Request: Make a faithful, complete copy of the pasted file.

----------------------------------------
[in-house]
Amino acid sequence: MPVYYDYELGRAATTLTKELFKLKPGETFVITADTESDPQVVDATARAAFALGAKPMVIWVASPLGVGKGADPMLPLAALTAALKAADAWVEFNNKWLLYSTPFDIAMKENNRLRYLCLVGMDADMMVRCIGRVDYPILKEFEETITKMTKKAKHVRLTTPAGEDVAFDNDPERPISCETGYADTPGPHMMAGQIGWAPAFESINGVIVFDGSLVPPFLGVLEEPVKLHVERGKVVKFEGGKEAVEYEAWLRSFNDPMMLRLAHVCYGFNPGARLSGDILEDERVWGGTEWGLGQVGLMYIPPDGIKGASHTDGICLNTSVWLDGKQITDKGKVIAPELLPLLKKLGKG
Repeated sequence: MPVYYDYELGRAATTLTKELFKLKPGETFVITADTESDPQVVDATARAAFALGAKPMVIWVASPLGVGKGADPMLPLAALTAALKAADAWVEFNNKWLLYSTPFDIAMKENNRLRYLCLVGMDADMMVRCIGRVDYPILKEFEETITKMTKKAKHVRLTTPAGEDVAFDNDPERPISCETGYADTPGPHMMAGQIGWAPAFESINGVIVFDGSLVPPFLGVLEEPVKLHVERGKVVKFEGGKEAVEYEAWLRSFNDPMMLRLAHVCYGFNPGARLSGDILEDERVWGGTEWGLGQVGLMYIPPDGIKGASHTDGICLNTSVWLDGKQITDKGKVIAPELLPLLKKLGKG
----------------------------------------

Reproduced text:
[in-house]
Amino acid sequence: MPVYYDYELGRAATTLTKELFKLKPGETFVITADTESDPQVVDATARAAFALGAKPMVIWVASPLGVGKGADPMLPLAALTAALKAADAWVEFNNKWLLYSTPFDIAMKENNRLRYLCLVGMDADMMVRCIGRVDYPILKEFEETITKMTKKAKHVRLTTPAGEDVAFDNDPERPISCETGYADTPGPHMMAGQIGWAPAFESINGVIVFDGSLVPPFLGVLEEPVKLHVERGKVVKFEGGKEAVEYEAWLRSFNDPMMLRLAHVCYGFNPGARLSGDILEDERVWGGTEWGLGQVGLMYIPPDGIKGASHTDGICLNTSVWLDGKQITDKGKVIAPELLPLLKKLGKG
Repeated sequence: MPVYYDYELGRAATTLTKELFKLKPGETFVITADTESDPQVVDATARAAFALGAKPMVIWVASPLGVGKGADPMLPLAALTAALKAADAWVEFNNKWLLYSTPFDIAMKENNRLRYLCLVGMDADMMVRCIGRVDYPILKEFEETITKMTKKAKHVRLTTPAGEDVAFDNDPERPISCETGYADTPGPHMMAGQIGWAPAFESINGVIVFDGSLVPPFLGVLEEPVKLHVERGKVVKFEGGKEAVEYEAWLRSFNDPMMLRLAHVCYGFNPGARLSGDILEDERVWGGTEWGLGQVGLMYIPPDGIKGASHTDGICLNTSVWLDGKQITDKGKVIAPELLPLLKKLGKG